Car insurance rates aren’t random numbers the insurer comes up with whenever a customer makes an inquiry. They are well thought out calculations derived from sophisticated algorithms that consider multiple factors. These factors determine how risky a client is—the riskier the customer is, the higher their insurance payments.
Insurance companies have tons of statistical data to justify their inclusion of each factor. The factors aren’t weighed equally, though. In addition, different insurance companies will use different calculations which is why two insurers will give different quotes to the same individual.
Your ZIP code determines the base rate. If you live in an urban and highly populated area, then heavy traffic, accidents and, therefore, insurance claims will be more prevalent than the national average. Living in a metro area makes your insurance more expensive than it would be if you were in a more rural setting where the odds of an accident are significantly lower.
The ZIP code is also used to assess the prevalence of auto theft, car vandalism, damaging weather and fraudulent claims in the area. Note that some states prohibit insurance firms from using location to determine your base rate. California, for instance, requires insurance companies to calculate the base rate using your driving experience, annual miles driven, and your driving record before they consider the ZIP code.
The younger the driver, the higher their premiums. Studies consistently show that younger, inexperienced drivers are more reckless and easily distracted when behind the wheel as compared to older seasoned drivers. Your insurance payments can drop by as much as 20 percent by the mere fact of turning 25.
Drivers between ages 30 and 69 are the least likely to crash so they typically get the most attractive offers especially if they have a clean record. Senior drivers (70 years and over) are considered high risk due to their propensity for lack of concentration, reduced motor function, and the risk of a sudden health scare such as a heart attack or dementia.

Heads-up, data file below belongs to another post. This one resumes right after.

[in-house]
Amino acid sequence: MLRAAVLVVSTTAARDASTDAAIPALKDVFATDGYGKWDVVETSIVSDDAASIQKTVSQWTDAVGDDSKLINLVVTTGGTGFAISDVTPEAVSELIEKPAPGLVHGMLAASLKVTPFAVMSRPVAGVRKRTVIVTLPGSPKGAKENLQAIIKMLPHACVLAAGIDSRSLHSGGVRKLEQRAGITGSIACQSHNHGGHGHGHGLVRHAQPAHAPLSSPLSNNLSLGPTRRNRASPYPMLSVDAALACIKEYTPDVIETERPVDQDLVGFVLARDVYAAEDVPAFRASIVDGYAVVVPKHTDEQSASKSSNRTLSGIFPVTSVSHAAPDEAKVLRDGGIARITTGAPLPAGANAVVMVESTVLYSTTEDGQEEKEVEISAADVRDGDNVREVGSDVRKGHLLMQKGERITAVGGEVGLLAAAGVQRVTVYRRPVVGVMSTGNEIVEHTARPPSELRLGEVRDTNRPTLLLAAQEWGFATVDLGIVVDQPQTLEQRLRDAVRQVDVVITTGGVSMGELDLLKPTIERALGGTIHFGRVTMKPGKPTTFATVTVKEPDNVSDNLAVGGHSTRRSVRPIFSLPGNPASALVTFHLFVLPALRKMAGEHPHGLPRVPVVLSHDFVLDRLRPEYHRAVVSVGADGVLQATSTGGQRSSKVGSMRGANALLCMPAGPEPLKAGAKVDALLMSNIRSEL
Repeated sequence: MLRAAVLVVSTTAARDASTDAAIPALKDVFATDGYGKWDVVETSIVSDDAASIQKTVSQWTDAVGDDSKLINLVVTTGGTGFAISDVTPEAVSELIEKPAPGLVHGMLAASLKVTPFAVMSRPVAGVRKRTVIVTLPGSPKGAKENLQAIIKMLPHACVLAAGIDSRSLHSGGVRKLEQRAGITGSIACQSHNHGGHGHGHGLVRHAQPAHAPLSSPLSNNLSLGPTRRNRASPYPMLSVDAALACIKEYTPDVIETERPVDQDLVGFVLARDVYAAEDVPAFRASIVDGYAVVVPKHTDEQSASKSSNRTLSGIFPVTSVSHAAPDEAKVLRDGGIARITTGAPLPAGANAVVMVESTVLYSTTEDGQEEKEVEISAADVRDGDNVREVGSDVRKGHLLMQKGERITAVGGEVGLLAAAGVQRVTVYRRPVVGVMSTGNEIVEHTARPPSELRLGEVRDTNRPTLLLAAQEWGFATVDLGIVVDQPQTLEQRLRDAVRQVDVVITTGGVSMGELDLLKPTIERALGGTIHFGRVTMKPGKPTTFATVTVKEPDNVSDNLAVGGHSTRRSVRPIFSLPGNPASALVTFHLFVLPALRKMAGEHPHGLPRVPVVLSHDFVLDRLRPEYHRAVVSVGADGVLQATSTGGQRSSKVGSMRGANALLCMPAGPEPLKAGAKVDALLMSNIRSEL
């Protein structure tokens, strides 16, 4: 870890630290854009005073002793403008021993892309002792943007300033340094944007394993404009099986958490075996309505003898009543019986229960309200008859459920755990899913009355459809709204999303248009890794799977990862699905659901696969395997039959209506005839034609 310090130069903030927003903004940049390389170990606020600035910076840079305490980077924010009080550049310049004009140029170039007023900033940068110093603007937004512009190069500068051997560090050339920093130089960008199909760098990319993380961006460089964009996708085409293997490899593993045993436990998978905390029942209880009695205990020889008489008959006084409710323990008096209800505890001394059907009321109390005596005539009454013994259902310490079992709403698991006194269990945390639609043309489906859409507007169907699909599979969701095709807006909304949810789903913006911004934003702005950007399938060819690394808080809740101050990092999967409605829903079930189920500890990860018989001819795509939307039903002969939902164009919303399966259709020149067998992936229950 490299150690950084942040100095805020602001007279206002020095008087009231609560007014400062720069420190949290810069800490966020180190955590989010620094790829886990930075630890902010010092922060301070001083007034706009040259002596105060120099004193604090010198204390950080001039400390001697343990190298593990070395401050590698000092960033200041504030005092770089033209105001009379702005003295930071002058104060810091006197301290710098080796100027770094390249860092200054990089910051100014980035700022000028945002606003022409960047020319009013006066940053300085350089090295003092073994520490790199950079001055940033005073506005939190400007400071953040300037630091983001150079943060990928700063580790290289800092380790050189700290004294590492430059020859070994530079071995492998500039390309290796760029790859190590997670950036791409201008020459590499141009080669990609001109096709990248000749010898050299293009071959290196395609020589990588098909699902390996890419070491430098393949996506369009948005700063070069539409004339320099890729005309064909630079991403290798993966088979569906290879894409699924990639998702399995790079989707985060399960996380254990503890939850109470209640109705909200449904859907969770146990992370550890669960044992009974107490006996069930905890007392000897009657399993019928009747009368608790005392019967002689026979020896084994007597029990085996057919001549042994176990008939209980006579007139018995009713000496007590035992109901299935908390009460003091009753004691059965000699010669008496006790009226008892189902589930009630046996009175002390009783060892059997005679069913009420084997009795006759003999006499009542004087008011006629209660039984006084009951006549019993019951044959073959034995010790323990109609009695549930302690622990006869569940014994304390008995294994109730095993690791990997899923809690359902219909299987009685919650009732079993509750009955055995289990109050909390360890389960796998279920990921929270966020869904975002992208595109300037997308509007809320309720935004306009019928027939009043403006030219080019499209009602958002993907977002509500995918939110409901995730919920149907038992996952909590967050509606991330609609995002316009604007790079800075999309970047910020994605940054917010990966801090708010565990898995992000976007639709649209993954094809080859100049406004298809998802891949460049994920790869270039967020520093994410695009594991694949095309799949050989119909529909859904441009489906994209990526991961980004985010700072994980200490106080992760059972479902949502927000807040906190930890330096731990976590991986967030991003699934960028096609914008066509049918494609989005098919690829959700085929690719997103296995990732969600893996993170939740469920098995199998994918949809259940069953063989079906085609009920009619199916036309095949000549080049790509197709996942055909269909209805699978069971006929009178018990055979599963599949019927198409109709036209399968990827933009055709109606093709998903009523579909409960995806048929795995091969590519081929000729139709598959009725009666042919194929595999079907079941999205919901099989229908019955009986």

Nevertheless, Massachusetts, Hawaii and California bar insurers from rating clients based on their age.
Crash statistics for males and females aren’t the same. Accident data shows that younger inexperienced male drivers are more likely to be aggressive compared to their female counterparts of similar age. Men engage in riskier habits such as speeding, intoxicated driving, and not wearing a seat belt. The IIHS also found that crashes involving male drivers are usually more severe than those of females.
These gender differences, however, disappear with age. From their 30s onward, insurance rates for both sexes become comparable. Some insurers will even give male drivers lower rates than females. Once drivers get to their 60s, crash rates increase again for males and with that insurance payments.
Hawaii, Pennsylvania, North Carolina, Michigan, Massachusetts, and Montana do not allow the use of gender in calculating premiums due.
Statistics are great in helping to identify high and low-risk demographics. Nevertheless, just because a certain demographic is low-risk does not mean everyone within that group is automatically entitled to a lower insurance rate. As your driving experience grows, your driving record gradually becomes the most important factor in calculating your insurance premiums.
Your behavior on the road is the truest demonstration of your risk to the insurer. If you have a clean history and record of safe driving, you’ll get a lower rate and even qualify for a safety discount. On the other hand, if you are routinely involved in accidents, fined for speeding or charged with , insurers will demand a higher premium. In the worst case, you may be classified as uninsurable by some underwriters.
In addition to these 4 factors, other elements are considered such as driving experience, marital status, claims record, credit history, vehicle type, vehicle usage, and annual mileage. To get the best rates, work on having a clean record on the factors within your control.